All posts by Lou Dubose
He says he took on entrenched corporate interests against impossible odds and won a $17 billion settlement for the state of Texas. His critics say he needlessly paid hefty fees to greedy trial lawyers and then tried to cut one of his pals in on the action. Now the question is whether his hopes of being governor have gone up in smoke.
It’s the question on everyone’s mind now that the former attorney general is suddenly running for governor. The answer could determine whether his political prospects go up in smoke.
Did Vice President Dick Cheney steer $7 billion in Iraq war contracts to his old pals at Halliburton?
Just curious, Mr. Vice President: How did your old pals at Halliburton get that five-year, no-bid contract to clean up Iraq?
Long before the Texas Legislature did battle over redistricting, Tom DeLay knew exactly what he wanted: the defeat of five to seven white Democratic congressmen by appropriately conservative, sufficiently loyal conservative Republicans. And he knew how to get it.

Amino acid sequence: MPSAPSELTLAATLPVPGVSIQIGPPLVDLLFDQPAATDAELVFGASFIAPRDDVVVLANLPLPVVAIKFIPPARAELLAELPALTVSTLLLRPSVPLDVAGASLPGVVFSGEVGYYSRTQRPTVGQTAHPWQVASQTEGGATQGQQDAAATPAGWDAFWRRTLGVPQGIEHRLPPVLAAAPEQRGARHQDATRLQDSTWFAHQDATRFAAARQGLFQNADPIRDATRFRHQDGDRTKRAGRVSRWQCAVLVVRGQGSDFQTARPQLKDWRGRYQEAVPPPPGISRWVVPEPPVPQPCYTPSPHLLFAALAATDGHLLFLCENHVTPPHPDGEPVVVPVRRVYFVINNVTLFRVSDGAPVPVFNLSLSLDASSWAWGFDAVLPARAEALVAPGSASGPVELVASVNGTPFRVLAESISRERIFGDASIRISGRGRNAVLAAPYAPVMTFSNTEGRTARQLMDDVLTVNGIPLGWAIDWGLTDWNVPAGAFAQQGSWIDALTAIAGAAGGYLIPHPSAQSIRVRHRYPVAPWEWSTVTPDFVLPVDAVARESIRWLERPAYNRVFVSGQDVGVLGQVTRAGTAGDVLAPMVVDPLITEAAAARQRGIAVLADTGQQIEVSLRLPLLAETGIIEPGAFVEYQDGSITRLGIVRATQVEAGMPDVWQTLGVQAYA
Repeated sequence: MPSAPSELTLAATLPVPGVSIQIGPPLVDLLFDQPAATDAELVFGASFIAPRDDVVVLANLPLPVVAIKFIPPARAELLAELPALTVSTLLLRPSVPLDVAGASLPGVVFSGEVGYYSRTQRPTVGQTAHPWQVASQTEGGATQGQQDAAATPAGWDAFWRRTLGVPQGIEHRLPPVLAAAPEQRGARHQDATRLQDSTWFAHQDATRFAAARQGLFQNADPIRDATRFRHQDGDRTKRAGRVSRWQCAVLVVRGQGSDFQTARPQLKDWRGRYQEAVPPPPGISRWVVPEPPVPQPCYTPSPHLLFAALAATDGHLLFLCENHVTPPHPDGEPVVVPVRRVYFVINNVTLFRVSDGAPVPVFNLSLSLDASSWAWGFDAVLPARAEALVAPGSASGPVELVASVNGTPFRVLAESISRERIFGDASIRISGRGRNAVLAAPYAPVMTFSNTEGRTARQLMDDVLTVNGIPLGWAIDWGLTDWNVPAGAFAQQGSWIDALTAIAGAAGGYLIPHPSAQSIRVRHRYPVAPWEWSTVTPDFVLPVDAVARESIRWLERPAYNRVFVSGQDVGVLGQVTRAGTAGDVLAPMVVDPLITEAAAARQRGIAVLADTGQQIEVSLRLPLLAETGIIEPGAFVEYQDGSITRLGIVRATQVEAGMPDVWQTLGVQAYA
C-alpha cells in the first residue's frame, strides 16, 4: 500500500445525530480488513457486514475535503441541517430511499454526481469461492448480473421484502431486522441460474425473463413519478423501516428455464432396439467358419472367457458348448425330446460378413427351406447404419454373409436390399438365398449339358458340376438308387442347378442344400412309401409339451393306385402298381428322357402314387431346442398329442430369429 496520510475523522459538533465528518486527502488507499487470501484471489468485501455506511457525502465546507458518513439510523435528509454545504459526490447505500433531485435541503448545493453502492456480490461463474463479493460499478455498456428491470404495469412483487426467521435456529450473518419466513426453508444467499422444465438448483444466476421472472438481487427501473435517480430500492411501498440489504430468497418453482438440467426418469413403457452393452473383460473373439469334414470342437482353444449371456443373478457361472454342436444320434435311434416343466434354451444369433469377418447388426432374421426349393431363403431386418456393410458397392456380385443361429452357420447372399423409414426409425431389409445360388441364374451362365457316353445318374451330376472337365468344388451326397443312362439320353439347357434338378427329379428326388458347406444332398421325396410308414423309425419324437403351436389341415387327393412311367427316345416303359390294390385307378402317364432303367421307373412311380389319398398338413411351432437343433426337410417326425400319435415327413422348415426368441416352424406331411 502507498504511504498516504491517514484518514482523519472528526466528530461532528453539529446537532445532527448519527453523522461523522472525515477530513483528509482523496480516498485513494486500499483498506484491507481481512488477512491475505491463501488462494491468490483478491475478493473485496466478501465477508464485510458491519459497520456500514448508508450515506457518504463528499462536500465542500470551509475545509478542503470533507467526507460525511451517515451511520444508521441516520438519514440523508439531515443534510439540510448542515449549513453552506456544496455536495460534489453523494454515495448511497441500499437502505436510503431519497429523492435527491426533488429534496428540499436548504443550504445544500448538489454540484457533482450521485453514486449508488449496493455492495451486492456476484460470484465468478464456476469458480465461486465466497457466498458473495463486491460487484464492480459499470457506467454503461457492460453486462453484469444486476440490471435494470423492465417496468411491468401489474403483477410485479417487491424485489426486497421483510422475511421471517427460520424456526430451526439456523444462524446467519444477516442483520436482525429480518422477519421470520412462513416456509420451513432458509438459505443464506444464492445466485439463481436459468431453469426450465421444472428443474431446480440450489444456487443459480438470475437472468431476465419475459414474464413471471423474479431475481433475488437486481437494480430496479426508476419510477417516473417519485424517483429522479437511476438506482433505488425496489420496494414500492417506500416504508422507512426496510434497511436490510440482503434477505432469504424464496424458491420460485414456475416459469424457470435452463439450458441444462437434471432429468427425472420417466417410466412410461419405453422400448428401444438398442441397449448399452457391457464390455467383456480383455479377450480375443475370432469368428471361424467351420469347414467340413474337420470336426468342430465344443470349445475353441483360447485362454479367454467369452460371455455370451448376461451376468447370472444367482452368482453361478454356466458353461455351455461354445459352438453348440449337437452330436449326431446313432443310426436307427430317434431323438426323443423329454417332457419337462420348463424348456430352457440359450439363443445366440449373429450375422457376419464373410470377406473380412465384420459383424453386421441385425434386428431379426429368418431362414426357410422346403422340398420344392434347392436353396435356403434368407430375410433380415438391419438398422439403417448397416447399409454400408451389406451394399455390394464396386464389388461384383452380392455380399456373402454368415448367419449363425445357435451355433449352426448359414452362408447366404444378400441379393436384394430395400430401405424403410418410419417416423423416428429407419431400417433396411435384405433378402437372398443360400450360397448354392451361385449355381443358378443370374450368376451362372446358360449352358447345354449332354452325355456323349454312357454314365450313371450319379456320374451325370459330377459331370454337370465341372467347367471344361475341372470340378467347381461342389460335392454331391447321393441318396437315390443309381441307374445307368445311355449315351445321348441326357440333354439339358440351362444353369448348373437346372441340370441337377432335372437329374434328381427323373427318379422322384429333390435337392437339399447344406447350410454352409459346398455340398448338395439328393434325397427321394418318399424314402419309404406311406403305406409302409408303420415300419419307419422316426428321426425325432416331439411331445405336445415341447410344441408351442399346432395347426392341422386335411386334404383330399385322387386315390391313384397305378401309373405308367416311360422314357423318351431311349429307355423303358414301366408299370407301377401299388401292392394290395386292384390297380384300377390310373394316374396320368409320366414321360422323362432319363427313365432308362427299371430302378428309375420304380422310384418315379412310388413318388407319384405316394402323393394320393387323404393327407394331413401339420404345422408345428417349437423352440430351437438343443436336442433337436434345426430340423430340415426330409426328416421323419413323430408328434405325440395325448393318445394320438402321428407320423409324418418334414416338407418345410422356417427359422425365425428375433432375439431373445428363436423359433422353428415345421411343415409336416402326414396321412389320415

You probably know that Tom DeLay spearheaded the massive—and massively controversial— congressional redistricting effort that tied Texas legislators in knots for one regular and three special sessions. What you probably don’t know is how he did it. Herein lies a tale.
Once upon a time, Sugar Land was a fading company town on the banks of the Brazos River and Tom DeLay was a young exterminator in a state dominated by Democratic rule. How did we get from there to here?
If you want to understand the shift in political power that has taken place in Texas over the past thirty years—from rural areas to the new suburbs, from Democratic control to Republican dominance—you’ll hardly find a better case study than Tom DeLay’s Sugar Land.